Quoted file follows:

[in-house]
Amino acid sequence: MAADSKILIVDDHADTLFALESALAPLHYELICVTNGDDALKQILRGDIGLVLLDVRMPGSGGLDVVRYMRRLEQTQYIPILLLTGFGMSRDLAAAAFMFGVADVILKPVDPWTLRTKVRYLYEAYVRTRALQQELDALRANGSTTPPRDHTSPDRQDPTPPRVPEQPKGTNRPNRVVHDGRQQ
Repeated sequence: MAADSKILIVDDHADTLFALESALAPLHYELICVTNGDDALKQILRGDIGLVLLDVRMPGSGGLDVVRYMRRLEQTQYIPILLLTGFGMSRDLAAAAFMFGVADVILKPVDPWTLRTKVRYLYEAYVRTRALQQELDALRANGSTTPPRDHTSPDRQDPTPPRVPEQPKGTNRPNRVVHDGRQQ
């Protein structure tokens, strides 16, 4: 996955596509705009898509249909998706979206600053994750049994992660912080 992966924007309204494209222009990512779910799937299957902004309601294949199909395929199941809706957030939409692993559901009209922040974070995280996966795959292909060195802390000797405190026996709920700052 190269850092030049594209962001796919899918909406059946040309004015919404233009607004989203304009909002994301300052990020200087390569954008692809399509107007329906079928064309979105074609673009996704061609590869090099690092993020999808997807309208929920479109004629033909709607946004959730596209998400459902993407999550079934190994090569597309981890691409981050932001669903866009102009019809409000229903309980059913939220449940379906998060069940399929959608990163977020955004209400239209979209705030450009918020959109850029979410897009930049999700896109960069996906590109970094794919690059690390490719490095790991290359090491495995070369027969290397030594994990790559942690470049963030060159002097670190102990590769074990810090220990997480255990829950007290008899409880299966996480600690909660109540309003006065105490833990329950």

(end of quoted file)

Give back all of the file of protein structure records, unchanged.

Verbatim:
[in-house]
Amino acid sequence: MAADSKILIVDDHADTLFALESALAPLHYELICVTNGDDALKQILRGDIGLVLLDVRMPGSGGLDVVRYMRRLEQTQYIPILLLTGFGMSRDLAAAAFMFGVADVILKPVDPWTLRTKVRYLYEAYVRTRALQQELDALRANGSTTPPRDHTSPDRQDPTPPRVPEQPKGTNRPNRVVHDGRQQ
Repeated sequence: MAADSKILIVDDHADTLFALESALAPLHYELICVTNGDDALKQILRGDIGLVLLDVRMPGSGGLDVVRYMRRLEQTQYIPILLLTGFGMSRDLAAAAFMFGVADVILKPVDPWTLRTKVRYLYEAYVRTRALQQELDALRANGSTTPPRDHTSPDRQDPTPPRVPEQPKGTNRPNRVVHDGRQQ
């Protein structure tokens, strides 16, 4: 996955596509705009898509249909998706979206600053994750049994992660912080 992966924007309204494209222009990512779910799937299957902004309601294949199909395929199941809706957030939409692993559901009209922040974070995280996966795959292909060195802390000797405190026996709920700052 190269850092030049594209962001796919899918909406059946040309004015919404233009607004989203304009909002994301300052990020200087390569954008692809399509107007329906079928064309979105074609673009996704061609590869090099690092993020999808997807309208929920479109004629033909709607946004959730596209998400459902993407999550079934190994090569597309981890691409981050932001669903866009102009019809409000229903309980059913939220449940379906998060069940399929959608990163977020955004209400239209979209705030450009918020959109850029979410897009930049999700896109960069996906590109970094794919690059690390490719490095790991290359090491495995070369027969290397030594994990790559942690470049963030060159002097670190102990590769074990810090220990997480255990829950007290008899409880299966996480600690909660109540309003006065105490833990329950």